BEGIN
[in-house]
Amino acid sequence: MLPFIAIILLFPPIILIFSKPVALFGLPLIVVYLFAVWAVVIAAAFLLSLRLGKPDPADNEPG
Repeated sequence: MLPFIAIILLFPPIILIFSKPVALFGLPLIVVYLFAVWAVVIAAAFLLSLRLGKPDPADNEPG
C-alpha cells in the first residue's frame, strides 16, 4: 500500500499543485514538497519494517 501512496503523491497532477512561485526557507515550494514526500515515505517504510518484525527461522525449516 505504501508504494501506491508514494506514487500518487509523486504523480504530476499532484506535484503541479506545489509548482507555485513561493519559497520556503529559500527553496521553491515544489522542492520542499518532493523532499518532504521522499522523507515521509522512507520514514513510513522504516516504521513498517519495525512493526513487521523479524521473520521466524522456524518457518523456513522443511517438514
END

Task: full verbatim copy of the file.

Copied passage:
[in-house]
Amino acid sequence: MLPFIAIILLFPPIILIFSKPVALFGLPLIVVYLFAVWAVVIAAAFLLSLRLGKPDPADNEPG
Repeated sequence: MLPFIAIILLFPPIILIFSKPVALFGLPLIVVYLFAVWAVVIAAAFLLSLRLGKPDPADNEPG
C-alpha cells in the first residue's frame, strides 16, 4: 500500500499543485514538497519494517 501512496503523491497532477512561485526557507515550494514526500515515505517504510518484525527461522525449516 505504501508504494501506491508514494506514487500518487509523486504523480504530476499532484506535484503541479506545489509548482507555485513561493519559497520556503529559500527553496521553491515544489522542492520542499518532493523532499518532504521522499522523507515521509522512507520514514513510513522504516516504521513498517519495525512493526513487521523479524521473520521466524522456524518457518523456513522443511517438514